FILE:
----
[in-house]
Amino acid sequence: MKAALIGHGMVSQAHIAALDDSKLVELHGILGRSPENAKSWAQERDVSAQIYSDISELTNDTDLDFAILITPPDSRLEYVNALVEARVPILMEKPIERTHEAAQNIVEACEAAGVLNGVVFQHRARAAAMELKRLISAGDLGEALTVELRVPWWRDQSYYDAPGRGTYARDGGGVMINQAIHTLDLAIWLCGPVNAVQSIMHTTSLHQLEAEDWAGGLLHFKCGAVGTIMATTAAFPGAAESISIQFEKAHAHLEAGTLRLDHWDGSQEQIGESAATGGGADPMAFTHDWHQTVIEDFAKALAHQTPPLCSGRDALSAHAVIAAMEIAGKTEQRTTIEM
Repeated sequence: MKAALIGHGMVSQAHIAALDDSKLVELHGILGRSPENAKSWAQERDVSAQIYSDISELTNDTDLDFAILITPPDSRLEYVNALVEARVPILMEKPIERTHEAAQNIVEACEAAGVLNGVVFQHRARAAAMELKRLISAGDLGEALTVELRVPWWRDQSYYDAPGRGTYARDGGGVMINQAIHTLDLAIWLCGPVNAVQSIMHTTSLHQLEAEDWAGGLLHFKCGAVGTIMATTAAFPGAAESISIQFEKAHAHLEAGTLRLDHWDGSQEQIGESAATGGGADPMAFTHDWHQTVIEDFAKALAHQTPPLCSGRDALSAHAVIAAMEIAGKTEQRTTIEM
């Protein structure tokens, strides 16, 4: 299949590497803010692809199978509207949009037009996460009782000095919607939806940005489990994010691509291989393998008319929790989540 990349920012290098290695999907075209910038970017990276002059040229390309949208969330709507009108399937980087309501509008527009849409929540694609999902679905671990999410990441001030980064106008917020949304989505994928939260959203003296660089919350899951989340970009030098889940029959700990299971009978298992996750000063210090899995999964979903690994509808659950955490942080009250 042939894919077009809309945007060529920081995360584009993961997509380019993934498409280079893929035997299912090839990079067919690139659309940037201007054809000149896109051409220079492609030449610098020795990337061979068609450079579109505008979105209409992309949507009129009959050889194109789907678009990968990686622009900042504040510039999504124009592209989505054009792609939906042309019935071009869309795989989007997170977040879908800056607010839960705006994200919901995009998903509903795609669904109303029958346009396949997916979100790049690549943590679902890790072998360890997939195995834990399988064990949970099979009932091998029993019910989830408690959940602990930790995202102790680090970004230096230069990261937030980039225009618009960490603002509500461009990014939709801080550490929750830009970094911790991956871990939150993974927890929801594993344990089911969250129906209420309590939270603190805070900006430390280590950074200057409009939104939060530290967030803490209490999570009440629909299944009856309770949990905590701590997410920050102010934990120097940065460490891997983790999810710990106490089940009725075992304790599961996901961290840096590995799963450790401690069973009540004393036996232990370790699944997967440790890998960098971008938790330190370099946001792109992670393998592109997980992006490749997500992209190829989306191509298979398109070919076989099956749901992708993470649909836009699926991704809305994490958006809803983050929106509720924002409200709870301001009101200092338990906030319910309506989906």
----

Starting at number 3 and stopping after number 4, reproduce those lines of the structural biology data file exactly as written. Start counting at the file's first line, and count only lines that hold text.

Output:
Repeated sequence: MKAALIGHGMVSQAHIAALDDSKLVELHGILGRSPENAKSWAQERDVSAQIYSDISELTNDTDLDFAILITPPDSRLEYVNALVEARVPILMEKPIERTHEAAQNIVEACEAAGVLNGVVFQHRARAAAMELKRLISAGDLGEALTVELRVPWWRDQSYYDAPGRGTYARDGGGVMINQAIHTLDLAIWLCGPVNAVQSIMHTTSLHQLEAEDWAGGLLHFKCGAVGTIMATTAAFPGAAESISIQFEKAHAHLEAGTLRLDHWDGSQEQIGESAATGGGADPMAFTHDWHQTVIEDFAKALAHQTPPLCSGRDALSAHAVIAAMEIAGKTEQRTTIEM
């Protein structure tokens, strides 16, 4: 299949590497803010692809199978509207949009037009996460009782000095919607939806940005489990994010691509291989393998008319929790989540 990349920012290098290695999907075209910038970017990276002059040229390309949208969330709507009108399937980087309501509008527009849409929540694609999902679905671990999410990441001030980064106008917020949304989505994928939260959203003296660089919350899951989340970009030098889940029959700990299971009978298992996750000063210090899995999964979903690994509808659950955490942080009250 042939894919077009809309945007060529920081995360584009993961997509380019993934498409280079893929035997299912090839990079067919690139659309940037201007054809000149896109051409220079492609030449610098020795990337061979068609450079579109505008979105209409992309949507009129009959050889194109789907678009990968990686622009900042504040510039999504124009592209989505054009792609939906042309019935071009869309795989989007997170977040879908800056607010839960705006994200919901995009998903509903795609669904109303029958346009396949997916979100790049690549943590679902890790072998360890997939195995834990399988064990949970099979009932091998029993019910989830408690959940602990930790995202102790680090970004230096230069990261937030980039225009618009960490603002509500461009990014939709801080550490929750830009970094911790991956871990939150993974927890929801594993344990089911969250129906209420309590939270603190805070900006430390280590950074200057409009939104939060530290967030803490209490999570009440629909299944009856309770949990905590701590997410920050102010934990120097940065460490891997983790999810710990106490089940009725075992304790599961996901961290840096590995799963450790401690069973009540004393036996232990370790699944997967440790890998960098971008938790330190370099946001792109992670393998592109997980992006490749997500992209190829989306191509298979398109070919076989099956749901992708993470649909836009699926991704809305994490958006809803983050929106509720924002409200709870301001009101200092338990906030319910309506989906």